In a world where people will change jobs multiple times in a lifetime and may hold jobs in the future that don’t even exist today, the knowledge they obtain in college and the writing, communicating, critical thinking, and analytic skills they acquire through a strong liberal arts CORE and liberal education will provide the foundation for a successful life, both professionally and personally.
With the understanding that the successful completion of a liberal arts education involves the completion of a wide range of requirements as determined by the mission of each individual school, the Tao of The Liberal Arts becomes unveiled. Understanding the liberal arts is comparable to understanding the Tao.
The Tao cannot be defined; the Liberal Arts cannot be defined.
The Tao is the source of everything; the liberal arts are the source of everything.
One experiences the Tao; one experiences the liberal arts.
The word tao is sometimes translated as way or path. The Tao is the source of everything; everything is part of the Tao. Each of those liberal arts requirements are part of the liberal arts; each is crucial to the success of an institution’s liberal arts education. They are all part of a liberal arts education, regardless of a student’s major.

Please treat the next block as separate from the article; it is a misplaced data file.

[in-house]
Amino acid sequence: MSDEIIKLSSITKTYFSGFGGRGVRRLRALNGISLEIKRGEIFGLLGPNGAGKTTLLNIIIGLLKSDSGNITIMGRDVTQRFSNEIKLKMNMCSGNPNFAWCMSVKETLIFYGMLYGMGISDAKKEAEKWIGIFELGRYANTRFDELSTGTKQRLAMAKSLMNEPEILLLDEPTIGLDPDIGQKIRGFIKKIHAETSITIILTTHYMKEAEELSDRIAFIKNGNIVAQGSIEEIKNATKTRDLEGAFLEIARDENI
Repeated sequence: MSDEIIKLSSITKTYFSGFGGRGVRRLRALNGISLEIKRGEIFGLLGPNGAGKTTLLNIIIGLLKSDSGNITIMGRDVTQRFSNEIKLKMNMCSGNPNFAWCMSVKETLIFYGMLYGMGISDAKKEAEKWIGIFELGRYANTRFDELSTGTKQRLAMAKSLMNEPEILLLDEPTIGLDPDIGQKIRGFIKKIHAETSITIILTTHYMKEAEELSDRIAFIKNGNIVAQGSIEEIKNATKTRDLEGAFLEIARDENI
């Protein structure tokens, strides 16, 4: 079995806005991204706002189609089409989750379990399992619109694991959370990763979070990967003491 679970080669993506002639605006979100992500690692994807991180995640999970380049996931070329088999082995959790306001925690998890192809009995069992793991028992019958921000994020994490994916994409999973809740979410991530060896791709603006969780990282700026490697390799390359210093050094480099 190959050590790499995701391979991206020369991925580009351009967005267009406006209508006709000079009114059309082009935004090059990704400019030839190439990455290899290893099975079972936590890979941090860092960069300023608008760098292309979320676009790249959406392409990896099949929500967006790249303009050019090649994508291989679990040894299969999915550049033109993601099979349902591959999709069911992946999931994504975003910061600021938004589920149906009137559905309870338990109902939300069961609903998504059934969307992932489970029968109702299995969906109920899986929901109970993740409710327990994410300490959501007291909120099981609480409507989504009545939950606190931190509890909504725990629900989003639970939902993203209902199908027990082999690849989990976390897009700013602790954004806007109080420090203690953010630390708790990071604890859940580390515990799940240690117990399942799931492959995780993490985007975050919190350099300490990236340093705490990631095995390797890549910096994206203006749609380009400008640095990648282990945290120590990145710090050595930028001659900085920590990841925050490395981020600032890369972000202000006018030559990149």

Have you ever heard students say they need to get some requirement “out of the way,” so they can take courses they really want or courses that are really important? That is because they do not understand the Tao of the liberal arts. You cannot get those requirements “out of the way” because they are all “part of the way,” part of the liberal arts CORE, part of a liberal arts education. In a liberal arts education, everything is part of the way. It is the way.
 Thanks to my colleague, Gareth Fisher, for helping me with some of my comments about Taoism and The Tao.
 Heider, John. The Tao of Leadership: Lao Tzu’s Tao Te Ching Adapted for a New Age (1985; reprint, Atlanta, Ga: Humanics New Age, 1997) 14.
 Dickson, James D. “HOMEFRONT COLUMN: Obama Student Loan Gambit Rewards the Real Risk-takers — College Students.” The Daily Tribune, 31 Oct. 2011. Web.
 Hayes, Sam. “Study Says Liberal Arts Gains Similar Across Majors.” U.S. News University Directory. N.p., 06 Dec. 2014. Web.